Investing in Historic Homes

What You Should Know Before Investing in a Historic Home



As you expand your real estate portfolio, you may come across an opportunity to invest in a historic home. For many people, this can be an exciting prospect as you will be purchasing a piece of local history. Additionally, homes in historic neighborhoods are usually easy to rent and come with high appreciation potential. Unfortunately, these properties can also come with their own unique challenges as well. From restrictions on renovations to potential maintenance problems, some investors find that historic properties are more trouble than they are worth. Thusly, before you go investing in a historic home, it is important that you understand the challenges that can come with owning one of these properties. Keep reading as we take a look at what you should know before investing in a historic home.


Potential Tax Benefits

As any savvy investor knows, the right tax breaks can make a huge difference in the profitability of your real estate portfolio. While historic properties often require a great deal of work and maintenance (more on this later), governments at the state and federal level often offer tax incentives such as historic tax credits to help homeowners preserve historic properties. You may even qualify for an easement, which is an agreement between the owner of a historic property and a preservation group whereby the owner’s income tax, property tax, or estate tax is reduced. This can help offset the cost of renovating and maintaining a historic property significantly, increasing its profitability. You may even be eligible for multiple benefits, you’ll just have to take the time to research what kind of tax benefits your historic property may qualify you for.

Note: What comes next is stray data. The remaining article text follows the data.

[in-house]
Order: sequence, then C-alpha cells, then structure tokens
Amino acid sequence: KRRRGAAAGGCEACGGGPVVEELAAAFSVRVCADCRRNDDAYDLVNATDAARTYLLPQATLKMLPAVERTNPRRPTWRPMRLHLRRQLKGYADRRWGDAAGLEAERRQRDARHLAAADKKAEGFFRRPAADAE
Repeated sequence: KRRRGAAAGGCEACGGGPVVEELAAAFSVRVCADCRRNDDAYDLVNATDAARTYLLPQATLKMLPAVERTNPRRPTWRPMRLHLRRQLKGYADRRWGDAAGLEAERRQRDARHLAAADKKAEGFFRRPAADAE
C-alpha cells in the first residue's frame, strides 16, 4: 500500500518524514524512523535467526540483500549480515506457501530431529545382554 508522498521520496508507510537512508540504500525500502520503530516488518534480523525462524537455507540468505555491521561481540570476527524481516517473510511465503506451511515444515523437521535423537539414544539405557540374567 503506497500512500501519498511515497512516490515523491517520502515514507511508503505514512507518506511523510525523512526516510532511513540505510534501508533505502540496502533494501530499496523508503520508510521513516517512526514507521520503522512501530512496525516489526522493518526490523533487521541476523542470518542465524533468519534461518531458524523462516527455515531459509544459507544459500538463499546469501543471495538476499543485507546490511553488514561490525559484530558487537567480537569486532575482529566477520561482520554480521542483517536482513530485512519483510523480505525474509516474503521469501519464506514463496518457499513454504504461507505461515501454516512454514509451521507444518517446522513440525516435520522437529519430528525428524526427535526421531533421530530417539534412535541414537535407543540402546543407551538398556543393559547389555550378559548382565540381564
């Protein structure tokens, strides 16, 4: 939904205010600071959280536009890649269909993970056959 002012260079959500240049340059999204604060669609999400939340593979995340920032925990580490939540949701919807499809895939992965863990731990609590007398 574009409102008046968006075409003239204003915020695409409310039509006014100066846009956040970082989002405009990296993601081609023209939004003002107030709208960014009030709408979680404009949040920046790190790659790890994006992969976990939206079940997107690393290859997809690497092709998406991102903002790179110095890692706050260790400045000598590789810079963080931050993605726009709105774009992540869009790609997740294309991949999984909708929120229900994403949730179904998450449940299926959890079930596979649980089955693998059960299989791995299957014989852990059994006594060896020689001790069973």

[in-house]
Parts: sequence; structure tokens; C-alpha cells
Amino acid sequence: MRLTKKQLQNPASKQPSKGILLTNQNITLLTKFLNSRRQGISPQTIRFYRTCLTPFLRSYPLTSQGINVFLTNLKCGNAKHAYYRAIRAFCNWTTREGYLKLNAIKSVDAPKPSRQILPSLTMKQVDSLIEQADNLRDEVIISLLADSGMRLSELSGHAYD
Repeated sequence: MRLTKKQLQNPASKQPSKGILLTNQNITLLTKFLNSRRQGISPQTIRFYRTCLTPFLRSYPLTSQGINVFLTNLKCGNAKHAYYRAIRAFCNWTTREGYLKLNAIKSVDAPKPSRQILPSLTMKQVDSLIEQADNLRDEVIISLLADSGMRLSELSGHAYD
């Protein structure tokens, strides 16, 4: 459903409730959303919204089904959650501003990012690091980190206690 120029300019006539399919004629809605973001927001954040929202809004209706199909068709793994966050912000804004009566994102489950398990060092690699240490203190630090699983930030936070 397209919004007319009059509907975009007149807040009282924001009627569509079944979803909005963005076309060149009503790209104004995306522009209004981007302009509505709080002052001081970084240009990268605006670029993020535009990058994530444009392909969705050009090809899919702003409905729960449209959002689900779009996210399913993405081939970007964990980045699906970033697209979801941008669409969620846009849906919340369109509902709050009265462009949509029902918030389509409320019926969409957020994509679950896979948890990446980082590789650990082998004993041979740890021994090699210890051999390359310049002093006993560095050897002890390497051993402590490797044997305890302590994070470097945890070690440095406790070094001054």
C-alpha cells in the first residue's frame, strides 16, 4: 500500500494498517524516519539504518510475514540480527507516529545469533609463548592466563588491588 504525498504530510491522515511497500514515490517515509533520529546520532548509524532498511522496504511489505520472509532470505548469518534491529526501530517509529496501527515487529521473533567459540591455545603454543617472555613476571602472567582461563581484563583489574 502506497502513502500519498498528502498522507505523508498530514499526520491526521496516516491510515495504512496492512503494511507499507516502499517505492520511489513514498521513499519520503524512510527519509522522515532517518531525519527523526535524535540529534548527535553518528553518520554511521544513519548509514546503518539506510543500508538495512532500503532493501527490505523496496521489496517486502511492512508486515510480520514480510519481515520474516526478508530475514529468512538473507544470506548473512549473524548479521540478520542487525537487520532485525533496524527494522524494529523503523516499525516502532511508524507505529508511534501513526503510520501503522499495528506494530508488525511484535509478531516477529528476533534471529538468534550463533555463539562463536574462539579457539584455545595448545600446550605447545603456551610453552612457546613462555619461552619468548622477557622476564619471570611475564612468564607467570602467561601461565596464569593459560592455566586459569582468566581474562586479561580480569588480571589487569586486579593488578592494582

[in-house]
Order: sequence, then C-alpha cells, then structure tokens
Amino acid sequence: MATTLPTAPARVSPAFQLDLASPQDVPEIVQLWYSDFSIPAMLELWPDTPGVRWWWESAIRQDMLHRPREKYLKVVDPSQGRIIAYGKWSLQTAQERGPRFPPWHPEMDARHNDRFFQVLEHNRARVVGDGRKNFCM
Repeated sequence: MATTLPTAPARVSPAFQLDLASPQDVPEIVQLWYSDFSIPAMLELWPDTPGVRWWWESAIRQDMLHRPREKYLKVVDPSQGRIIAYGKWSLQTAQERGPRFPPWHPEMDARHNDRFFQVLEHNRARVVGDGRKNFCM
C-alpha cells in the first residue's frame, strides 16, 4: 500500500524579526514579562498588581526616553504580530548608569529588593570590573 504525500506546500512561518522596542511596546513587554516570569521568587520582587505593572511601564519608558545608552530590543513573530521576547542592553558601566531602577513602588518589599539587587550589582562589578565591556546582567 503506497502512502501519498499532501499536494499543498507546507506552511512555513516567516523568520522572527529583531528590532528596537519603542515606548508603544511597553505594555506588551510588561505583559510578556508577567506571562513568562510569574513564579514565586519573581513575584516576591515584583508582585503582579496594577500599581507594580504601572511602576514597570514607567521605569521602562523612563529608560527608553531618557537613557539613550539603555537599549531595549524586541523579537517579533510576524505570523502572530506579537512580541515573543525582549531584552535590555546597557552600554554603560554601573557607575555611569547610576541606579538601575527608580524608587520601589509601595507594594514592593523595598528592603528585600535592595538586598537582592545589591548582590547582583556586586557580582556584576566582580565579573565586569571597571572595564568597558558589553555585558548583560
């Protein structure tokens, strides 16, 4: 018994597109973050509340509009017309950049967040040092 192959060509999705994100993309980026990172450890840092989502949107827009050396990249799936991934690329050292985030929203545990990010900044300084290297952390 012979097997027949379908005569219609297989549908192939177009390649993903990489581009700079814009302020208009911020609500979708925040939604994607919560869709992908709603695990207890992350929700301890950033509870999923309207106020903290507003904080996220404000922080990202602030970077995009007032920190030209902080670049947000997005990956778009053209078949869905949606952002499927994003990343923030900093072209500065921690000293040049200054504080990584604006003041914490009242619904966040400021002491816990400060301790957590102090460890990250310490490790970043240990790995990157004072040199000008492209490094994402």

Strict Regulations

Every real estate investor has a different strategy. While some rent out their properties and keep them as part of their investment portfolio, others prefer to renovate them and immediately sell them for a profit (which is referred to as flipping). If you prefer to flip the homes you purchase, a historic home may not be a good fit for you, as renovations can be one of the biggest challenges of investing in a historic home. There are often strict regulations that you have to follow when renovating a historic home, particularly if it is in a historic district or it is a designated historic landmark. Even doing something as simple as swapping out a sink or repainting the home’s exterior may need approval if your property is a historic landmark.

Before you purchase a historic home, you should find out what would be involved in seeking approvals for remodels and upgrades. You will then have to decide if you are willing to deal with the oversight that will come with any remodel. However, if you are up to the challenge, restoring historic homes can be extremely rewarding and provide a high return on investment.


High Appreciation Potential